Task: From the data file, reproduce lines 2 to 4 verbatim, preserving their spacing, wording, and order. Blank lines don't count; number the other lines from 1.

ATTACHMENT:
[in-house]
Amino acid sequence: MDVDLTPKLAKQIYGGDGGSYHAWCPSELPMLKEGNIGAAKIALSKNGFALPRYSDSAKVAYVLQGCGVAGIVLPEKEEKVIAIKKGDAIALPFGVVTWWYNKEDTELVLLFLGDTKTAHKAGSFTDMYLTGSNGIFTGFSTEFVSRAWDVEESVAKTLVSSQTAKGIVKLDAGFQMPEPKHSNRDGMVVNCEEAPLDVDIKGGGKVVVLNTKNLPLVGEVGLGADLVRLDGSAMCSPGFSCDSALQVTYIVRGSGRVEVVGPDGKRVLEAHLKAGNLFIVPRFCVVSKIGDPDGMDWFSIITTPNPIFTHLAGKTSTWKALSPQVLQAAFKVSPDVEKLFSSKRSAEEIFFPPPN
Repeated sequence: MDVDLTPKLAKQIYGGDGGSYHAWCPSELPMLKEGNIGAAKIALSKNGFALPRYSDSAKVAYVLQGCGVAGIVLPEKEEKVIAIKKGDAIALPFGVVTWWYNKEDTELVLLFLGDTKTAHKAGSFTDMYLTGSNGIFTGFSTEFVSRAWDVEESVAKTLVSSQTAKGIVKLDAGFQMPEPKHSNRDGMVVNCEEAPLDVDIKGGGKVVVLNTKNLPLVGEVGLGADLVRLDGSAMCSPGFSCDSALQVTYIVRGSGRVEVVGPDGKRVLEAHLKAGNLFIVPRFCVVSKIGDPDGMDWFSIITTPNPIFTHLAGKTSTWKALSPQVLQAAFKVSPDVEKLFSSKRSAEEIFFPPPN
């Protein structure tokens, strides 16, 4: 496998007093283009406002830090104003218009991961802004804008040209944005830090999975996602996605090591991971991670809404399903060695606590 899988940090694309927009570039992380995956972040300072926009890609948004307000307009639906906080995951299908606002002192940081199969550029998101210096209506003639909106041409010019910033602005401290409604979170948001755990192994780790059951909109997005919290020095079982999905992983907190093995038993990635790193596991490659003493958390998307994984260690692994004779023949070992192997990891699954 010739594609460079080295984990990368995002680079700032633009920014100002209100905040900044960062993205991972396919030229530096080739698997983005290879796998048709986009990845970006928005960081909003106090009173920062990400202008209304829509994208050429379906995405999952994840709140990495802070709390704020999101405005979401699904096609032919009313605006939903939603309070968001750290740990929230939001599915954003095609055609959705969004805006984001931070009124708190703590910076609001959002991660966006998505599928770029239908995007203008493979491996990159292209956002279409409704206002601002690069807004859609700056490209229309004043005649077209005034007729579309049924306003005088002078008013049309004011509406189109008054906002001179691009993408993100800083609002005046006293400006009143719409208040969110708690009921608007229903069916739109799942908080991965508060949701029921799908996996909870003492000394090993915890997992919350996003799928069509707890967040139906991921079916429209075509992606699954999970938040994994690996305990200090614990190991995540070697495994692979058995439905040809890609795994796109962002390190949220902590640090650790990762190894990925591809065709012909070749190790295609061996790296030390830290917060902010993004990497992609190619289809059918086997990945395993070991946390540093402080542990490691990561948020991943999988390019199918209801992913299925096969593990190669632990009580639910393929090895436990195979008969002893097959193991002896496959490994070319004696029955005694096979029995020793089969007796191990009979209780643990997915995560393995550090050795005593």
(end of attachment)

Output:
Amino acid sequence: MDVDLTPKLAKQIYGGDGGSYHAWCPSELPMLKEGNIGAAKIALSKNGFALPRYSDSAKVAYVLQGCGVAGIVLPEKEEKVIAIKKGDAIALPFGVVTWWYNKEDTELVLLFLGDTKTAHKAGSFTDMYLTGSNGIFTGFSTEFVSRAWDVEESVAKTLVSSQTAKGIVKLDAGFQMPEPKHSNRDGMVVNCEEAPLDVDIKGGGKVVVLNTKNLPLVGEVGLGADLVRLDGSAMCSPGFSCDSALQVTYIVRGSGRVEVVGPDGKRVLEAHLKAGNLFIVPRFCVVSKIGDPDGMDWFSIITTPNPIFTHLAGKTSTWKALSPQVLQAAFKVSPDVEKLFSSKRSAEEIFFPPPN
Repeated sequence: MDVDLTPKLAKQIYGGDGGSYHAWCPSELPMLKEGNIGAAKIALSKNGFALPRYSDSAKVAYVLQGCGVAGIVLPEKEEKVIAIKKGDAIALPFGVVTWWYNKEDTELVLLFLGDTKTAHKAGSFTDMYLTGSNGIFTGFSTEFVSRAWDVEESVAKTLVSSQTAKGIVKLDAGFQMPEPKHSNRDGMVVNCEEAPLDVDIKGGGKVVVLNTKNLPLVGEVGLGADLVRLDGSAMCSPGFSCDSALQVTYIVRGSGRVEVVGPDGKRVLEAHLKAGNLFIVPRFCVVSKIGDPDGMDWFSIITTPNPIFTHLAGKTSTWKALSPQVLQAAFKVSPDVEKLFSSKRSAEEIFFPPPN
């Protein structure tokens, strides 16, 4: 496998007093283009406002830090104003218009991961802004804008040209944005830090999975996602996605090591991971991670809404399903060695606590 899988940090694309927009570039992380995956972040300072926009890609948004307000307009639906906080995951299908606002002192940081199969550029998101210096209506003639909106041409010019910033602005401290409604979170948001755990192994780790059951909109997005919290020095079982999905992983907190093995038993990635790193596991490659003493958390998307994984260690692994004779023949070992192997990891699954 010739594609460079080295984990990368995002680079700032633009920014100002209100905040900044960062993205991972396919030229530096080739698997983005290879796998048709986009990845970006928005960081909003106090009173920062990400202008209304829509994208050429379906995405999952994840709140990495802070709390704020999101405005979401699904096609032919009313605006939903939603309070968001750290740990929230939001599915954003095609055609959705969004805006984001931070009124708190703590910076609001959002991660966006998505599928770029239908995007203008493979491996990159292209956002279409409704206002601002690069807004859609700056490209229309004043005649077209005034007729579309049924306003005088002078008013049309004011509406189109008054906002001179691009993408993100800083609002005046006293400006009143719409208040969110708690009921608007229903069916739109799942908080991965508060949701029921799908996996909870003492000394090993915890997992919350996003799928069509707890967040139906991921079916429209075509992606699954999970938040994994690996305990200090614990190991995540070697495994692979058995439905040809890609795994796109962002390190949220902590640090650790990762190894990925591809065709012909070749190790295609061996790296030390830290917060902010993004990497992609190619289809059918086997990945395993070991946390540093402080542990490691990561948020991943999988390019199918209801992913299925096969593990190669632990009580639910393929090895436990195979008969002893097959193991002896496959490994070319004696029955005694096979029995020793089969007796191990009979209780643990997915995560393995550090050795005593």